The news about the recent acquisition by the Getty Museum of a rare painting by Paul Gauguin came as a welcome surprise. Though this work is known to specialists, it has rarely been seen, as its Swiss owner was very reluctant to loan it out for exhibitions. Even in reproduction, it is absolutely striking, not only because of the beautifully preserved colors, but also because of the strangeness of its subject. Painted by Gauguin during his first trip to Tahiti, it shows what appears to be the severed head of a man placed on a white pillow in the center of the composition. No one knows for sure whether this head is a portrait of a real person or a symbolic image of a Tahitian man. It is the first painting by Gauguin acquired by the Getty, thus filling an obvious gap in the museum's collection of Impressionist and Post-Impressionist paintings. Late works by Gauguin of such quality come on the market very rarely, and it took years of delicate negotiation and untold millions of dollars before this masterpiece joined three other works by Gauguin owned by the Getty: two drawings and one sculpture.
After a light cleaning by museum conservators, the new painting will go on display in early April and will be shown alongside the Gauguin sculpture depicting a man's head with horns. There is some speculation that the sculpture might even be a self-portrait, as it bears a certain resemblance to the artist. But what intrigues me personally are the parallels between this painting and another sculpture by Gauguin, a darkly colored stoneware portrait of a woman from Martinique which is currently on view at the Getty Villa as part of the exhibition The Color of Life.
I wonder, what would it take to move this stoneware sculpture from the Getty Villa in Malibu to the Getty Center in Brentwood? The piece is on loan from the Glyptotek in Copenhagen, and a friendly call to this museum might get permission to extend the loan of the sculpture for another month or two. Just imagine seeing the newly acquired painting exhibited next to not one but two Gauguin sculptures. Surely, it's nearly impossible to cut through all that red tape on such short notice, but why not dream? And, as long as we're dreaming, here is another one...Why not try to organize an exhibition of Gauguin works from various southern California museums such as LACMA, the Hammer, the Norton Simon and the Getty? It would not only be a crowd-pleaser, but it would also show the possibilities for collaboration among local cultural institutions. Meanwhile, I allowed myself the indiscretion of putting the three above-mentioned works by Gauguin together in a virtual exhibition which you can view by visiting the Art Talk page on the KCRW website.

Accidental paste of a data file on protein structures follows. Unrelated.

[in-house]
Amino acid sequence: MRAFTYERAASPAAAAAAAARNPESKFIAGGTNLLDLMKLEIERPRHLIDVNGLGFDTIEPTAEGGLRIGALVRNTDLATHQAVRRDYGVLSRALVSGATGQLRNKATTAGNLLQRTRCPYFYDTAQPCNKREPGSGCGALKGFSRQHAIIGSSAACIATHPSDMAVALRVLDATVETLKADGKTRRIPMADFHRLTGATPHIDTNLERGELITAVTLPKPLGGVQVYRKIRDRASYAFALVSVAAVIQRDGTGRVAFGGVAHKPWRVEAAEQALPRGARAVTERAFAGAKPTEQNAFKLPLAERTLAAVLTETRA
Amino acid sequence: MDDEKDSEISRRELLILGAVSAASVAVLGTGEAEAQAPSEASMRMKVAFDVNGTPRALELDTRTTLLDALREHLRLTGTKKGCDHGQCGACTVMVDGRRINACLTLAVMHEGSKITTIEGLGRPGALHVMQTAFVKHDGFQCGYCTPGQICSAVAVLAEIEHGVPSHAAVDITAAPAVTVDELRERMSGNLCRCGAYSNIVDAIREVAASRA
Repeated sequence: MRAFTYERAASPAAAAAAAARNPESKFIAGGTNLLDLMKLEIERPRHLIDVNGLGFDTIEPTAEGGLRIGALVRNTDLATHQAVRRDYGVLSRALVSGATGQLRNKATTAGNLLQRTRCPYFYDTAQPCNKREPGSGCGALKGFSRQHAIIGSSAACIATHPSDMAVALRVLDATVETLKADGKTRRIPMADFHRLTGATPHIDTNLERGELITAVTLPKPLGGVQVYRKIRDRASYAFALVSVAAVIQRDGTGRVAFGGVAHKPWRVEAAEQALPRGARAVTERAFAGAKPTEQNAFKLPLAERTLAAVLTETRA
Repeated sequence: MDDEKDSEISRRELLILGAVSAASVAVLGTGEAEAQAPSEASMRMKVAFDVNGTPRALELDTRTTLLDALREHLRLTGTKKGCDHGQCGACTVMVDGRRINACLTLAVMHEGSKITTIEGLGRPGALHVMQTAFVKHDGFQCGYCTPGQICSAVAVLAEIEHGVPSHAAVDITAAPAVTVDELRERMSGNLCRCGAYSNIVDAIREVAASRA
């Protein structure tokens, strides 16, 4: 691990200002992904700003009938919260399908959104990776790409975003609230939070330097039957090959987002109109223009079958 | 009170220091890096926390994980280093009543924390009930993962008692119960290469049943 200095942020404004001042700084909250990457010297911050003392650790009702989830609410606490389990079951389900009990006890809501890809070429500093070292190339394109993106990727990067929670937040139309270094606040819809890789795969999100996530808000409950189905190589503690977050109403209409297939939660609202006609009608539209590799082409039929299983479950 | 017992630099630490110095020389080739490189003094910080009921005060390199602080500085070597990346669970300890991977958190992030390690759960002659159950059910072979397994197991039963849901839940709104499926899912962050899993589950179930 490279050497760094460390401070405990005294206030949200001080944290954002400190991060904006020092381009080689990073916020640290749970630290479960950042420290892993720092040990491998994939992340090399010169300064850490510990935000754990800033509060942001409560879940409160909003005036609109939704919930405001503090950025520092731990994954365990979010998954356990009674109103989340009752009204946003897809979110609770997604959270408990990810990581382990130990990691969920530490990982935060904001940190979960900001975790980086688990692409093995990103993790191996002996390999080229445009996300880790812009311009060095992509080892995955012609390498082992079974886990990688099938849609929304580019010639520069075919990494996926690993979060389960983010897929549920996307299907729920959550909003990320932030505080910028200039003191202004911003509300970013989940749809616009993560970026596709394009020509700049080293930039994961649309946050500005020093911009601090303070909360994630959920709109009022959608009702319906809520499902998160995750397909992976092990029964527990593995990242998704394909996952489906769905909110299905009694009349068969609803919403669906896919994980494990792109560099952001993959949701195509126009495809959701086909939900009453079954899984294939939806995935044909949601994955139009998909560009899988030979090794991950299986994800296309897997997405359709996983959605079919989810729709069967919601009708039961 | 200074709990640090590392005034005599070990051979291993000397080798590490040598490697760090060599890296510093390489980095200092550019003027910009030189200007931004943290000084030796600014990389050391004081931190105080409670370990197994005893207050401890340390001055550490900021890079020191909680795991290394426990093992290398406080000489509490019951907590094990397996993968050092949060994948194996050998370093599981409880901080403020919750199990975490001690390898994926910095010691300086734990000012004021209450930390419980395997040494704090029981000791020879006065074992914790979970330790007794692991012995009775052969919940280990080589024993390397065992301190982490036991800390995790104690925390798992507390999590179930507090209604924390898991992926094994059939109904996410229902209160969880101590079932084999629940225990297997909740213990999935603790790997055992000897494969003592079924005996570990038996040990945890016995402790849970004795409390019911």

You may remember that a few months ago, another work by Gauguin was in the news, but it was for all the wrong reasons. The ceramic sculpture of a faun belonging to the Chicago Art Institute was discovered to be a fake, manufactured not very long ago by crafty British forgers. Looking at its reproduction, I'm struck by its obvious falseness but, hey, it's easy to be smart in hindsight.
Seventy years ago, everyone in the museum world was duped by the skillful forger Van Meegeren and his supposed discovery of Vermeer paintings. Today, you look at those so-called Vermeers and laugh at the improbability that anyone could be fooled so easily. But that was not the first and I'm sorry to say, not the last time that museum experts will have to eat humble pie.
Banner image: Details of Paul Gauguin's Arii Matamoe (The Royal End), Head with Horns, and Head of a Woman from Martinique